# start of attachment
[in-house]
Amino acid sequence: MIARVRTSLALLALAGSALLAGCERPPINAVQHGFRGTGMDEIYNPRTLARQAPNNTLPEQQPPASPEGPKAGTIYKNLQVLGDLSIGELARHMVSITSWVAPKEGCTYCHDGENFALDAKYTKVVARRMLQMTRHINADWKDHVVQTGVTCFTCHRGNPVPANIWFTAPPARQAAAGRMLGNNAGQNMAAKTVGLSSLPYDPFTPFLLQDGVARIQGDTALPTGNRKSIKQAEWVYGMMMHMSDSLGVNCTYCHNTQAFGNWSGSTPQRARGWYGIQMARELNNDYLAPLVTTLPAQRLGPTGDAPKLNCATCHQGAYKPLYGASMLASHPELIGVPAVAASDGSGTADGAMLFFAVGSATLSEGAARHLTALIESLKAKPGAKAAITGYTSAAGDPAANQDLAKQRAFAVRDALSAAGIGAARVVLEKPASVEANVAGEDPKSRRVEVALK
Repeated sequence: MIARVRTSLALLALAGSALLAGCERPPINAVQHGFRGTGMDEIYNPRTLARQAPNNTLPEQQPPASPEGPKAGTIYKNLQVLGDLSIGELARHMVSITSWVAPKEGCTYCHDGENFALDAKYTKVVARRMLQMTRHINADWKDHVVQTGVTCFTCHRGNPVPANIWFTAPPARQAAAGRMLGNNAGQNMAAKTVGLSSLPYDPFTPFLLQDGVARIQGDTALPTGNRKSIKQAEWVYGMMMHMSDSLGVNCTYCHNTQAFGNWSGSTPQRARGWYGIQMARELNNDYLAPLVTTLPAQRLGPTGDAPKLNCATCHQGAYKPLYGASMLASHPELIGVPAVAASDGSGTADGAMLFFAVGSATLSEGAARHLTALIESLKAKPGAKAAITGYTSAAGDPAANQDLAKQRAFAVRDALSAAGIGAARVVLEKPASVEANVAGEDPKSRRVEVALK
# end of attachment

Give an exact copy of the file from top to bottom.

[in-house]
Amino acid sequence: MIARVRTSLALLALAGSALLAGCERPPINAVQHGFRGTGMDEIYNPRTLARQAPNNTLPEQQPPASPEGPKAGTIYKNLQVLGDLSIGELARHMVSITSWVAPKEGCTYCHDGENFALDAKYTKVVARRMLQMTRHINADWKDHVVQTGVTCFTCHRGNPVPANIWFTAPPARQAAAGRMLGNNAGQNMAAKTVGLSSLPYDPFTPFLLQDGVARIQGDTALPTGNRKSIKQAEWVYGMMMHMSDSLGVNCTYCHNTQAFGNWSGSTPQRARGWYGIQMARELNNDYLAPLVTTLPAQRLGPTGDAPKLNCATCHQGAYKPLYGASMLASHPELIGVPAVAASDGSGTADGAMLFFAVGSATLSEGAARHLTALIESLKAKPGAKAAITGYTSAAGDPAANQDLAKQRAFAVRDALSAAGIGAARVVLEKPASVEANVAGEDPKSRRVEVALK
Repeated sequence: MIARVRTSLALLALAGSALLAGCERPPINAVQHGFRGTGMDEIYNPRTLARQAPNNTLPEQQPPASPEGPKAGTIYKNLQVLGDLSIGELARHMVSITSWVAPKEGCTYCHDGENFALDAKYTKVVARRMLQMTRHINADWKDHVVQTGVTCFTCHRGNPVPANIWFTAPPARQAAAGRMLGNNAGQNMAAKTVGLSSLPYDPFTPFLLQDGVARIQGDTALPTGNRKSIKQAEWVYGMMMHMSDSLGVNCTYCHNTQAFGNWSGSTPQRARGWYGIQMARELNNDYLAPLVTTLPAQRLGPTGDAPKLNCATCHQGAYKPLYGASMLASHPELIGVPAVAASDGSGTADGAMLFFAVGSATLSEGAARHLTALIESLKAKPGAKAAITGYTSAAGDPAANQDLAKQRAFAVRDALSAAGIGAARVVLEKPASVEANVAGEDPKSRRVEVALK